He knows that if San Diego again defends successfully then he will be right on the spot, with a compound, two boats, a loyal staff and an experienced crew when the fray starts again in 1999. And if the cup goes to New Zealand, then he, perhaps more than most, is ready to mount a crusade down under to bring it back, perhaps not to San Diego, but to certainly to America.
In the 1992 contest to defend on behalf of the United States, Conner was short of funds at the crucial time when he might have built a second boat and was facing Koch's $60m (about £40m) entry of three new boats. Even so, he managed to hang on much longer than Koch ever imagined, demonstrating that the best boats also need the best sailors to achieve their full potential.
That encouraged his supporters enough to put in fresh funds and this time he was expected to build a second new boat, even though he always said he would only build one. He did as he said, but he did build again one of the most formidable crews, inviting an Olympic silver medallist, Jim Brady, to join the afterguard with his old friend and tactician, Tom Whidden. Many thought that perhaps Brady was being groomed for the time when Team Dennis Conner would become more of a fronting and managing role for Conner, an opportunity for him to ease himself out of the competitive driving seat.
This theory was upset when Conner then added Paul Cayard to the equation. A Californian who lives in San Diego, Cayard had, like Conner, a top Star boat pedigree, had his America's Cup grounding with Tom Blackaller, and in 1992 skippered the Italian entry and eventual sole challenger, Il Moro di Venezia.
Cayard has made no secret of his wish to form Team PC, but felt it was better to be on the inside than the outside after both a repeat Italian berth and a French ride proved impossible. He has lately bloomed into steering Stars & Stripes most of the time and is looking increasingly like the dominant American at the back of any of the three defender candidates.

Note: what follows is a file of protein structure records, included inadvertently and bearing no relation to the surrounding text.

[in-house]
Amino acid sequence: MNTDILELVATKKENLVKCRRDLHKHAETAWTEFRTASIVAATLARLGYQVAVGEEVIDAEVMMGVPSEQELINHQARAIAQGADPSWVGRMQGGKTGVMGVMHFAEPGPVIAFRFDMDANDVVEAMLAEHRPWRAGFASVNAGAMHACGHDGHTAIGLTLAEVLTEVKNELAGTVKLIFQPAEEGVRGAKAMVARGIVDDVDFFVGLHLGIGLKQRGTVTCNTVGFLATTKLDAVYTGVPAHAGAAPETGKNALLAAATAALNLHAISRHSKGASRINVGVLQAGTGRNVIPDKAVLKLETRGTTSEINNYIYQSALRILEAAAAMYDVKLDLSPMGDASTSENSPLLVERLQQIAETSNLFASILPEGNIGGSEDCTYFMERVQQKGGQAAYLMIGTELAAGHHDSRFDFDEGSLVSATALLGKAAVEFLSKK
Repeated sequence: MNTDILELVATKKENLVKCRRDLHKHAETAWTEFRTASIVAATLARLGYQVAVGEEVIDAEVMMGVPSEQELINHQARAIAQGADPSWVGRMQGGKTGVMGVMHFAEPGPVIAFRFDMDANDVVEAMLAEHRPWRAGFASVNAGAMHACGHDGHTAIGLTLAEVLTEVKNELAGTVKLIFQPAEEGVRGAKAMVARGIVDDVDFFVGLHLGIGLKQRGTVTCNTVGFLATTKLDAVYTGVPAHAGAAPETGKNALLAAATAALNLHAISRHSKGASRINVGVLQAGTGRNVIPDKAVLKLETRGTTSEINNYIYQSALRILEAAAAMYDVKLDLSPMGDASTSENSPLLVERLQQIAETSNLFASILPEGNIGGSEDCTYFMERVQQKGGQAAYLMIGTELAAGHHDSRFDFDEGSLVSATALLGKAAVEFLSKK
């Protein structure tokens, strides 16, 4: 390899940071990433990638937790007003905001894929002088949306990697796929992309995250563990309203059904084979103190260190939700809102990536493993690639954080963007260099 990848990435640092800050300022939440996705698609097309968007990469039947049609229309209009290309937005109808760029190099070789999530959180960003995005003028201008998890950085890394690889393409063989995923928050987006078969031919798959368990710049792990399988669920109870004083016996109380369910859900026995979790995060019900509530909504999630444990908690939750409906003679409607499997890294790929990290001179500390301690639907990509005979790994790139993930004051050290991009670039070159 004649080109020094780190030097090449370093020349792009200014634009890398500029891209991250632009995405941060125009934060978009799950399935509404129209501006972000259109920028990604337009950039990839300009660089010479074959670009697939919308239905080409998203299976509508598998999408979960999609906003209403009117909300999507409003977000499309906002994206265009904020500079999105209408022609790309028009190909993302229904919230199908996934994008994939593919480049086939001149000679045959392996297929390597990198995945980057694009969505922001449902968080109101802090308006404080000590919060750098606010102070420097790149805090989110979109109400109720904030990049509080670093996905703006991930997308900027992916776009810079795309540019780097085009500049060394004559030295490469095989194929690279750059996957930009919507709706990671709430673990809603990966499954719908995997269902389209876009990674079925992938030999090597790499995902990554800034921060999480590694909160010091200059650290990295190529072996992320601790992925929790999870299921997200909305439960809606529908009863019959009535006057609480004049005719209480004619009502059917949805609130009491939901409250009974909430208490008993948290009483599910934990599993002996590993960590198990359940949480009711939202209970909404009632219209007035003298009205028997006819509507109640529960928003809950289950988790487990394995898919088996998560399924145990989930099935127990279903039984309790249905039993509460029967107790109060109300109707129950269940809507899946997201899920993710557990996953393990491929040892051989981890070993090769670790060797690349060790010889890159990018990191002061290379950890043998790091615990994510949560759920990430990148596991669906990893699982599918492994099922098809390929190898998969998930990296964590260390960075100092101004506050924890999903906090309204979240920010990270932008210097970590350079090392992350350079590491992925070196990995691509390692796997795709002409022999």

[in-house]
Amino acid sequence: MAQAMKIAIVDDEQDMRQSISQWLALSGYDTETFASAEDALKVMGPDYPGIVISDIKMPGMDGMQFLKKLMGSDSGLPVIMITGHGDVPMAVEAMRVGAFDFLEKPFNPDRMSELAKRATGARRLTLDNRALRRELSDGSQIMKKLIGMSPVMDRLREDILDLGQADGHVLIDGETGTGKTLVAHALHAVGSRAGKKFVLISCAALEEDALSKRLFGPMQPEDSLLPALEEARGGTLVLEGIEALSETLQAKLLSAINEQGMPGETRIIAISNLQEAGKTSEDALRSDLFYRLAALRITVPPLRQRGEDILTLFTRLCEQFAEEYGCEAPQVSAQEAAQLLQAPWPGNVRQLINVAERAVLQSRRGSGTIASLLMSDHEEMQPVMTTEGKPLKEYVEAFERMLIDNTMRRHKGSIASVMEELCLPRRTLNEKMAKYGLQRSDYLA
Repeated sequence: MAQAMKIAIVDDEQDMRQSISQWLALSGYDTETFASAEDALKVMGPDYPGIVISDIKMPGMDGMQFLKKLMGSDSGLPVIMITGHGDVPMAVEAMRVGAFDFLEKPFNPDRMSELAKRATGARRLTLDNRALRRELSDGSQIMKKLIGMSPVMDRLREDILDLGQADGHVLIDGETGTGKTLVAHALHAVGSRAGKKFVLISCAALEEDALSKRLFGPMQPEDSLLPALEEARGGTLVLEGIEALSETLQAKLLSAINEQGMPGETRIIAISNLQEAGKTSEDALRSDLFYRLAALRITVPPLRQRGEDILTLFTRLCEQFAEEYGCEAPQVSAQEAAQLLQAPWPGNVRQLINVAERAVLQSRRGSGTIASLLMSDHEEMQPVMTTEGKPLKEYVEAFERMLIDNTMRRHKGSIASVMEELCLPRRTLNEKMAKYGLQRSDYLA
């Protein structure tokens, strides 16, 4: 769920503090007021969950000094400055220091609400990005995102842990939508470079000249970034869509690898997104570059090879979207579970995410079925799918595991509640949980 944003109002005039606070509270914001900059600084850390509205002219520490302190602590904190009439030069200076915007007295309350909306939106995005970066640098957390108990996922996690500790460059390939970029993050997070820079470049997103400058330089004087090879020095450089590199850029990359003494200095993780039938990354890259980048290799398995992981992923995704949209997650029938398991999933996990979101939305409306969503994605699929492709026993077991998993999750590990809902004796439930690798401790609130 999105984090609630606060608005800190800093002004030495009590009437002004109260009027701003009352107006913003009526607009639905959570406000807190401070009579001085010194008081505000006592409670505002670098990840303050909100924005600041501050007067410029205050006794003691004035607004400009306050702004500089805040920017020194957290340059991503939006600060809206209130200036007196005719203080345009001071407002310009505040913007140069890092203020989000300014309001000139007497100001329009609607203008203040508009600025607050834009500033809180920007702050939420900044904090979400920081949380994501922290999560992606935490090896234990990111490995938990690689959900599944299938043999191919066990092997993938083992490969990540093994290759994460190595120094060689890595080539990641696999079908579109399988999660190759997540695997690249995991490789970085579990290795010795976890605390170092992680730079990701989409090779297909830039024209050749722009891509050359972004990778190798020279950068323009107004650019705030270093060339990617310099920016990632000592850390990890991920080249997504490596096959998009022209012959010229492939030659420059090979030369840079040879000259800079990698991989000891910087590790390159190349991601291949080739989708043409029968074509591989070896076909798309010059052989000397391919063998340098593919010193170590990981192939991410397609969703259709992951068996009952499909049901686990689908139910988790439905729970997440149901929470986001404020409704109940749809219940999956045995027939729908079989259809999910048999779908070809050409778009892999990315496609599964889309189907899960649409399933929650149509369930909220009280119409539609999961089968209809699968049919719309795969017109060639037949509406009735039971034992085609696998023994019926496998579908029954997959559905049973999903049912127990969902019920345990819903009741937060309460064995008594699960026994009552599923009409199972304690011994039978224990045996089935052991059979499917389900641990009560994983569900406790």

Conner, meanwhile, can also plan for Auckland. It provides a tempting opportunity, for he has set up the USA Yacht Club in New York and could undoubtedly challenge through that. He has strong links with the top corporate boardrooms in the US and an appetite for making sponsorship deals with them. He has a long-term deal with Sears Roebuck, which could merchandise clothes and much more through their large number of outlets and mail order catalogue clients.
Racing at 2pm in Auckland could be screened live on US television between 7pm and 10pm and, because there would probably be four or five US challenges spread across the country, there would be a much stronger reason for the networks to carry it.
So there is a viewpoint which sees more glory for Conner as a challenger than a defender as well as, in this commercial age, that being a much better money-spinner.
The America's Cup is what Conner does best, even though he is contemplating a bid for the US Olympic team next year in the three-man Soling, and with it the possibility of adding another medal to the bronze he won in the two-man Tempest in Canada in 1976.
Most of all, every time you think Conner may be down, he bounces back up again. The way things were going, and he was not happy about that, he would already have been out of the Citizen Cup finals but a deal to keep all three in, thought to have emanated from a nervous Koch camp worried about its own elimination, went his way as Koch's team won what would have been the deciding race.
He then went on to win his first three races, the crew and Cayard displaying a purple patch which the opposition could not counter. And he will win more America's Cup races. At the moment he is just not sure where.Reuse content